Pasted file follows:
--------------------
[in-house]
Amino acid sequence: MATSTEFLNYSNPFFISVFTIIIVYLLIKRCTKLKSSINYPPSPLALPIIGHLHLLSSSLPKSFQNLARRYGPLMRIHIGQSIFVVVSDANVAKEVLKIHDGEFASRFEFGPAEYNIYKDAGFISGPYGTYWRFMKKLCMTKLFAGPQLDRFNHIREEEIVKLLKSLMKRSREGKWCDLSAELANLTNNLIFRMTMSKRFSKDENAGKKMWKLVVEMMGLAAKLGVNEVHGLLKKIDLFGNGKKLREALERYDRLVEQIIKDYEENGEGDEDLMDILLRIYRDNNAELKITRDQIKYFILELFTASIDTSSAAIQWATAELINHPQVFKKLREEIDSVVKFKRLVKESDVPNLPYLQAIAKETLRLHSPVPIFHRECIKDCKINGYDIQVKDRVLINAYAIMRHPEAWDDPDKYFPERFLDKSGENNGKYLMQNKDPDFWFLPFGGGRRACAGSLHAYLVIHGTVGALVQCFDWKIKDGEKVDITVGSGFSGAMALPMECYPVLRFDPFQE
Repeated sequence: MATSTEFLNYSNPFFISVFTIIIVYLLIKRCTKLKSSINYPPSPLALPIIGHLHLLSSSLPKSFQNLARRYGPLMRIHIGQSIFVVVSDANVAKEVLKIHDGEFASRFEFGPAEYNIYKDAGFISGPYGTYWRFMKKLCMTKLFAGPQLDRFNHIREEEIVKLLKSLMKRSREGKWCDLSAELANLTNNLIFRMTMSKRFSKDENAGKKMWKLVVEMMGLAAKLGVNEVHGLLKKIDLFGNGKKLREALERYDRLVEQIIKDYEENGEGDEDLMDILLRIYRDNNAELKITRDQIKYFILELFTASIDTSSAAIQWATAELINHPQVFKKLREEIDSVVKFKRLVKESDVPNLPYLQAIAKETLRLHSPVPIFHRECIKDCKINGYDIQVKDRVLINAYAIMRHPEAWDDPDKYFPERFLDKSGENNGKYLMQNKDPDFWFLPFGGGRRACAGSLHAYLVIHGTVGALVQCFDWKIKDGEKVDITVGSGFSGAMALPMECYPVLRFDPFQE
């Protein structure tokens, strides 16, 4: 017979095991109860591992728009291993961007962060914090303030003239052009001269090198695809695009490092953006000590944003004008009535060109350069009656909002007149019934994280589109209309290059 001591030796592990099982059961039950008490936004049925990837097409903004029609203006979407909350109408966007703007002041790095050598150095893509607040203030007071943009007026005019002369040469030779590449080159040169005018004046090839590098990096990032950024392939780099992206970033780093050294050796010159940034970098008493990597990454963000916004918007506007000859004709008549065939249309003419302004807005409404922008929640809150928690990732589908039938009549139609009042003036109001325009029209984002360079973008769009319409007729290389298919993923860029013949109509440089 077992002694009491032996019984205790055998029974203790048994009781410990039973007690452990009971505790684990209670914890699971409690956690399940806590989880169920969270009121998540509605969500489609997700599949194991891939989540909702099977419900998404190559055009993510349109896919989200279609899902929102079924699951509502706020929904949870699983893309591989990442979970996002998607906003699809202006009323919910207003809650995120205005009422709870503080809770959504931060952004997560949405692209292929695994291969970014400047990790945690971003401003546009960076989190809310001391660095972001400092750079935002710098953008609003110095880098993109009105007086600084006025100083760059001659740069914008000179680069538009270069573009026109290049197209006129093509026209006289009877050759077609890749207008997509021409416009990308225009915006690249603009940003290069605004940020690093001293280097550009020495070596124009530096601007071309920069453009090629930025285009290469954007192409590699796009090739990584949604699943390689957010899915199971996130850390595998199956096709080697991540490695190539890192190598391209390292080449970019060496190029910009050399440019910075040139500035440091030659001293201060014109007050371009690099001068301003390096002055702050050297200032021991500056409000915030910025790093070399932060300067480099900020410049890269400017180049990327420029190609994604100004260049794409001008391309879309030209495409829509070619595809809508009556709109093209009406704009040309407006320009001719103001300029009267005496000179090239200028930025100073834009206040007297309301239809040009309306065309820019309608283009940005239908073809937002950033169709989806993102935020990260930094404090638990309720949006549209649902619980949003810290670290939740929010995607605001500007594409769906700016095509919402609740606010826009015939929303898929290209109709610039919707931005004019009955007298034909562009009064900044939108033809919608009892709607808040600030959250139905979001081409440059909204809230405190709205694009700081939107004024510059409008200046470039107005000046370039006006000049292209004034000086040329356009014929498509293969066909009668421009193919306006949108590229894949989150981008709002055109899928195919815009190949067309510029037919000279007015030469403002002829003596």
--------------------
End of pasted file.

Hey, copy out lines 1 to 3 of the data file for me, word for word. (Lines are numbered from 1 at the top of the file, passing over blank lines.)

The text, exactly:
[in-house]
Amino acid sequence: MATSTEFLNYSNPFFISVFTIIIVYLLIKRCTKLKSSINYPPSPLALPIIGHLHLLSSSLPKSFQNLARRYGPLMRIHIGQSIFVVVSDANVAKEVLKIHDGEFASRFEFGPAEYNIYKDAGFISGPYGTYWRFMKKLCMTKLFAGPQLDRFNHIREEEIVKLLKSLMKRSREGKWCDLSAELANLTNNLIFRMTMSKRFSKDENAGKKMWKLVVEMMGLAAKLGVNEVHGLLKKIDLFGNGKKLREALERYDRLVEQIIKDYEENGEGDEDLMDILLRIYRDNNAELKITRDQIKYFILELFTASIDTSSAAIQWATAELINHPQVFKKLREEIDSVVKFKRLVKESDVPNLPYLQAIAKETLRLHSPVPIFHRECIKDCKINGYDIQVKDRVLINAYAIMRHPEAWDDPDKYFPERFLDKSGENNGKYLMQNKDPDFWFLPFGGGRRACAGSLHAYLVIHGTVGALVQCFDWKIKDGEKVDITVGSGFSGAMALPMECYPVLRFDPFQE
Repeated sequence: MATSTEFLNYSNPFFISVFTIIIVYLLIKRCTKLKSSINYPPSPLALPIIGHLHLLSSSLPKSFQNLARRYGPLMRIHIGQSIFVVVSDANVAKEVLKIHDGEFASRFEFGPAEYNIYKDAGFISGPYGTYWRFMKKLCMTKLFAGPQLDRFNHIREEEIVKLLKSLMKRSREGKWCDLSAELANLTNNLIFRMTMSKRFSKDENAGKKMWKLVVEMMGLAAKLGVNEVHGLLKKIDLFGNGKKLREALERYDRLVEQIIKDYEENGEGDEDLMDILLRIYRDNNAELKITRDQIKYFILELFTASIDTSSAAIQWATAELINHPQVFKKLREEIDSVVKFKRLVKESDVPNLPYLQAIAKETLRLHSPVPIFHRECIKDCKINGYDIQVKDRVLINAYAIMRHPEAWDDPDKYFPERFLDKSGENNGKYLMQNKDPDFWFLPFGGGRRACAGSLHAYLVIHGTVGALVQCFDWKIKDGEKVDITVGSGFSGAMALPMECYPVLRFDPFQE